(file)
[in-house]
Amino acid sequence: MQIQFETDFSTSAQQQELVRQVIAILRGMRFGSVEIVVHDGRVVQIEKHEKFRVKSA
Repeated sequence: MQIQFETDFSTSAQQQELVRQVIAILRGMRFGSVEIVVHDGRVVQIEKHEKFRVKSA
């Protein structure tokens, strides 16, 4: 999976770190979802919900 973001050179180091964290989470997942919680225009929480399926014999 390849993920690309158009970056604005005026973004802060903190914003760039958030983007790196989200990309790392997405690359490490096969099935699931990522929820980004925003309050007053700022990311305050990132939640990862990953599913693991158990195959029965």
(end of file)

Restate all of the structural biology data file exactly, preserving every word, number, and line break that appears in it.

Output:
[in-house]
Amino acid sequence: MQIQFETDFSTSAQQQELVRQVIAILRGMRFGSVEIVVHDGRVVQIEKHEKFRVKSA
Repeated sequence: MQIQFETDFSTSAQQQELVRQVIAILRGMRFGSVEIVVHDGRVVQIEKHEKFRVKSA
């Protein structure tokens, strides 16, 4: 999976770190979802919900 973001050179180091964290989470997942919680225009929480399926014999 390849993920690309158009970056604005005026973004802060903190914003760039958030983007790196989200990309790392997405690359490490096969099935699931990522929820980004925003309050007053700022990311305050990132939640990862990953599913693991158990195959029965």